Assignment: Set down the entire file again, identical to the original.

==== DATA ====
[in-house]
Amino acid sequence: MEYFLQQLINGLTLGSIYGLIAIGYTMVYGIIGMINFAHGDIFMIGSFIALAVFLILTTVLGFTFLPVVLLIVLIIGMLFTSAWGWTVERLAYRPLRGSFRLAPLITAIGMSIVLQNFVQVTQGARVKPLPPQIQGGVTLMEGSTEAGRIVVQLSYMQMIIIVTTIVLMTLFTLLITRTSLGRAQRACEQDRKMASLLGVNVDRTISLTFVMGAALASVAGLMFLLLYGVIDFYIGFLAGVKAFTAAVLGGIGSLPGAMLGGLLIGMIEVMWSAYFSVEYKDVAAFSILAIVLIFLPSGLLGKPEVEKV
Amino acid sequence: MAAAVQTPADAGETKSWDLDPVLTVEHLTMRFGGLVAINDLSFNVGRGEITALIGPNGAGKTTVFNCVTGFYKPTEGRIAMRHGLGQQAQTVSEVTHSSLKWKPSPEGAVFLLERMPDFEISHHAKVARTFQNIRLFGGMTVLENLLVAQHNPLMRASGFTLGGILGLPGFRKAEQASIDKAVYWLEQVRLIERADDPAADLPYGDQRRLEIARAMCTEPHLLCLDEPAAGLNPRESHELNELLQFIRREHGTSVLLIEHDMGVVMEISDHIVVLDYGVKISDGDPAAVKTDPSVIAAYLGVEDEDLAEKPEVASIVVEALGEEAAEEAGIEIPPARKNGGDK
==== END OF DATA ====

[in-house]
Amino acid sequence: MEYFLQQLINGLTLGSIYGLIAIGYTMVYGIIGMINFAHGDIFMIGSFIALAVFLILTTVLGFTFLPVVLLIVLIIGMLFTSAWGWTVERLAYRPLRGSFRLAPLITAIGMSIVLQNFVQVTQGARVKPLPPQIQGGVTLMEGSTEAGRIVVQLSYMQMIIIVTTIVLMTLFTLLITRTSLGRAQRACEQDRKMASLLGVNVDRTISLTFVMGAALASVAGLMFLLLYGVIDFYIGFLAGVKAFTAAVLGGIGSLPGAMLGGLLIGMIEVMWSAYFSVEYKDVAAFSILAIVLIFLPSGLLGKPEVEKV
Amino acid sequence: MAAAVQTPADAGETKSWDLDPVLTVEHLTMRFGGLVAINDLSFNVGRGEITALIGPNGAGKTTVFNCVTGFYKPTEGRIAMRHGLGQQAQTVSEVTHSSLKWKPSPEGAVFLLERMPDFEISHHAKVARTFQNIRLFGGMTVLENLLVAQHNPLMRASGFTLGGILGLPGFRKAEQASIDKAVYWLEQVRLIERADDPAADLPYGDQRRLEIARAMCTEPHLLCLDEPAAGLNPRESHELNELLQFIRREHGTSVLLIEHDMGVVMEISDHIVVLDYGVKISDGDPAAVKTDPSVIAAYLGVEDEDLAEKPEVASIVVEALGEEAAEEAGIEIPPARKNGGDK